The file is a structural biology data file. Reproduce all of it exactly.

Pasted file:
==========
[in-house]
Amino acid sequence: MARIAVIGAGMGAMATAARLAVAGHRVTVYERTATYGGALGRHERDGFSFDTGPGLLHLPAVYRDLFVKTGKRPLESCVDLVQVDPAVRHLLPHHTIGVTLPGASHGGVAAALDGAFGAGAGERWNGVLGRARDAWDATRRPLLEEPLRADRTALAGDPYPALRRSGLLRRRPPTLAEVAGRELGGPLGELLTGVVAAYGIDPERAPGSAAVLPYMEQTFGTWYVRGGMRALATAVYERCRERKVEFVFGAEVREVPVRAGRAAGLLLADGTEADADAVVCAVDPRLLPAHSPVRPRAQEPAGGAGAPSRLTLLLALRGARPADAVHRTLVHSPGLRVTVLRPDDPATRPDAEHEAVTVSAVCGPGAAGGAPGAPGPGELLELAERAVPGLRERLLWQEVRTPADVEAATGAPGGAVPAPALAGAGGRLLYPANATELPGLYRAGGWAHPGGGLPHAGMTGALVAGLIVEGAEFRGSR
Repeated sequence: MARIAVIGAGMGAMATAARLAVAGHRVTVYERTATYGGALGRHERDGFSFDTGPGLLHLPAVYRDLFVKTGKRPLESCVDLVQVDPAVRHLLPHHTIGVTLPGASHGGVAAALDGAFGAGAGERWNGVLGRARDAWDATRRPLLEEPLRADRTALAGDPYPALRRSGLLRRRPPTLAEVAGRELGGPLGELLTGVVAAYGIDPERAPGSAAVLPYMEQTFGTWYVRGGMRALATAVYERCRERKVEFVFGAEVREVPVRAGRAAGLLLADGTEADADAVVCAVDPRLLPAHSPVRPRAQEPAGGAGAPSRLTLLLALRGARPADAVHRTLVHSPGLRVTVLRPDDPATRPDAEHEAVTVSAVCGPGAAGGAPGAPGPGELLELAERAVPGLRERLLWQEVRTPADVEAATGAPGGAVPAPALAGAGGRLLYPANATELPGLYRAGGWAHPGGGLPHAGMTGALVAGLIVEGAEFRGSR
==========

[in-house]
Amino acid sequence: MARIAVIGAGMGAMATAARLAVAGHRVTVYERTATYGGALGRHERDGFSFDTGPGLLHLPAVYRDLFVKTGKRPLESCVDLVQVDPAVRHLLPHHTIGVTLPGASHGGVAAALDGAFGAGAGERWNGVLGRARDAWDATRRPLLEEPLRADRTALAGDPYPALRRSGLLRRRPPTLAEVAGRELGGPLGELLTGVVAAYGIDPERAPGSAAVLPYMEQTFGTWYVRGGMRALATAVYERCRERKVEFVFGAEVREVPVRAGRAAGLLLADGTEADADAVVCAVDPRLLPAHSPVRPRAQEPAGGAGAPSRLTLLLALRGARPADAVHRTLVHSPGLRVTVLRPDDPATRPDAEHEAVTVSAVCGPGAAGGAPGAPGPGELLELAERAVPGLRERLLWQEVRTPADVEAATGAPGGAVPAPALAGAGGRLLYPANATELPGLYRAGGWAHPGGGLPHAGMTGALVAGLIVEGAEFRGSR
Repeated sequence: MARIAVIGAGMGAMATAARLAVAGHRVTVYERTATYGGALGRHERDGFSFDTGPGLLHLPAVYRDLFVKTGKRPLESCVDLVQVDPAVRHLLPHHTIGVTLPGASHGGVAAALDGAFGAGAGERWNGVLGRARDAWDATRRPLLEEPLRADRTALAGDPYPALRRSGLLRRRPPTLAEVAGRELGGPLGELLTGVVAAYGIDPERAPGSAAVLPYMEQTFGTWYVRGGMRALATAVYERCRERKVEFVFGAEVREVPVRAGRAAGLLLADGTEADADAVVCAVDPRLLPAHSPVRPRAQEPAGGAGAPSRLTLLLALRGARPADAVHRTLVHSPGLRVTVLRPDDPATRPDAEHEAVTVSAVCGPGAAGGAPGAPGPGELLELAERAVPGLRERLLWQEVRTPADVEAATGAPGGAVPAPALAGAGGRLLYPANATELPGLYRAGGWAHPGGGLPHAGMTGALVAGLIVEGAEFRGSR